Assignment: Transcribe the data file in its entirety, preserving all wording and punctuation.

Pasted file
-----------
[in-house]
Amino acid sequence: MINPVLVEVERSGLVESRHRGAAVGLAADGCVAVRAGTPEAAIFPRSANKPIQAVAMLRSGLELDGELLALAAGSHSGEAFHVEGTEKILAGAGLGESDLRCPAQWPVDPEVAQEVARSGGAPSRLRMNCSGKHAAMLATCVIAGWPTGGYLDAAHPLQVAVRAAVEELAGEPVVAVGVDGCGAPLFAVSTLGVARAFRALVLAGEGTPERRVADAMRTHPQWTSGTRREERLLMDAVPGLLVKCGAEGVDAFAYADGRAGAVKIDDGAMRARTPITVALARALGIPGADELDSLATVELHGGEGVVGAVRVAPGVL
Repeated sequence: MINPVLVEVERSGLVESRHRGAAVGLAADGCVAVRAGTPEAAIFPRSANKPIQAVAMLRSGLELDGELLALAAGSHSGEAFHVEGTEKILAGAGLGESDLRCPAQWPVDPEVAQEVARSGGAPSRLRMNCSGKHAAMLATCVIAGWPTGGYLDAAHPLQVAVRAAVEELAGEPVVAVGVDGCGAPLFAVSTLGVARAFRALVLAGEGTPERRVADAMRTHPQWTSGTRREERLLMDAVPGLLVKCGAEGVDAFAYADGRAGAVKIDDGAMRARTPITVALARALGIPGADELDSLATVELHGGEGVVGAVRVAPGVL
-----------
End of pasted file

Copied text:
[in-house]
Amino acid sequence: MINPVLVEVERSGLVESRHRGAAVGLAADGCVAVRAGTPEAAIFPRSANKPIQAVAMLRSGLELDGELLALAAGSHSGEAFHVEGTEKILAGAGLGESDLRCPAQWPVDPEVAQEVARSGGAPSRLRMNCSGKHAAMLATCVIAGWPTGGYLDAAHPLQVAVRAAVEELAGEPVVAVGVDGCGAPLFAVSTLGVARAFRALVLAGEGTPERRVADAMRTHPQWTSGTRREERLLMDAVPGLLVKCGAEGVDAFAYADGRAGAVKIDDGAMRARTPITVALARALGIPGADELDSLATVELHGGEGVVGAVRVAPGVL
Repeated sequence: MINPVLVEVERSGLVESRHRGAAVGLAADGCVAVRAGTPEAAIFPRSANKPIQAVAMLRSGLELDGELLALAAGSHSGEAFHVEGTEKILAGAGLGESDLRCPAQWPVDPEVAQEVARSGGAPSRLRMNCSGKHAAMLATCVIAGWPTGGYLDAAHPLQVAVRAAVEELAGEPVVAVGVDGCGAPLFAVSTLGVARAFRALVLAGEGTPERRVADAMRTHPQWTSGTRREERLLMDAVPGLLVKCGAEGVDAFAYADGRAGAVKIDDGAMRARTPITVALARALGIPGADELDSLATVELHGGEGVVGAVRVAPGVL